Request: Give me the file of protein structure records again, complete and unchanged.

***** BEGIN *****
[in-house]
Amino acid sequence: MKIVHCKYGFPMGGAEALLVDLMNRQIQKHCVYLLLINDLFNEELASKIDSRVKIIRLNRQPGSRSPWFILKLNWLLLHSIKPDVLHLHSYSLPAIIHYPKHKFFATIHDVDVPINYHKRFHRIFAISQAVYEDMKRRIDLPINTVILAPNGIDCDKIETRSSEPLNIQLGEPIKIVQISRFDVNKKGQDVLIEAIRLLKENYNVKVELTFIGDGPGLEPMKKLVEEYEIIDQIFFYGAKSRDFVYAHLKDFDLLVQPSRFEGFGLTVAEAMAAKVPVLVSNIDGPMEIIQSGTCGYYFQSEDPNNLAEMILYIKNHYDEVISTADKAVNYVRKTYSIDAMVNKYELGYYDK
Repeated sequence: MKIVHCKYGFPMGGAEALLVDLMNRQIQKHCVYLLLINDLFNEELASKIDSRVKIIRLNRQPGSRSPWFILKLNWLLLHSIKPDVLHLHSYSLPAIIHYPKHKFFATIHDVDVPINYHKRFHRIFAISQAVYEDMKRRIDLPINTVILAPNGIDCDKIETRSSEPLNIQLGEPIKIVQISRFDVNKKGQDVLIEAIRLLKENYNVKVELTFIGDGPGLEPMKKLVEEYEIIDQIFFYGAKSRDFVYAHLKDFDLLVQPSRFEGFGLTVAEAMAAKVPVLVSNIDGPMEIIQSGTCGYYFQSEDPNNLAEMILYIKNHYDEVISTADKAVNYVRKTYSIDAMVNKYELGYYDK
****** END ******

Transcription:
[in-house]
Amino acid sequence: MKIVHCKYGFPMGGAEALLVDLMNRQIQKHCVYLLLINDLFNEELASKIDSRVKIIRLNRQPGSRSPWFILKLNWLLLHSIKPDVLHLHSYSLPAIIHYPKHKFFATIHDVDVPINYHKRFHRIFAISQAVYEDMKRRIDLPINTVILAPNGIDCDKIETRSSEPLNIQLGEPIKIVQISRFDVNKKGQDVLIEAIRLLKENYNVKVELTFIGDGPGLEPMKKLVEEYEIIDQIFFYGAKSRDFVYAHLKDFDLLVQPSRFEGFGLTVAEAMAAKVPVLVSNIDGPMEIIQSGTCGYYFQSEDPNNLAEMILYIKNHYDEVISTADKAVNYVRKTYSIDAMVNKYELGYYDK
Repeated sequence: MKIVHCKYGFPMGGAEALLVDLMNRQIQKHCVYLLLINDLFNEELASKIDSRVKIIRLNRQPGSRSPWFILKLNWLLLHSIKPDVLHLHSYSLPAIIHYPKHKFFATIHDVDVPINYHKRFHRIFAISQAVYEDMKRRIDLPINTVILAPNGIDCDKIETRSSEPLNIQLGEPIKIVQISRFDVNKKGQDVLIEAIRLLKENYNVKVELTFIGDGPGLEPMKKLVEEYEIIDQIFFYGAKSRDFVYAHLKDFDLLVQPSRFEGFGLTVAEAMAAKVPVLVSNIDGPMEIIQSGTCGYYFQSEDPNNLAEMILYIKNHYDEVISTADKAVNYVRKTYSIDAMVNKYELGYYDK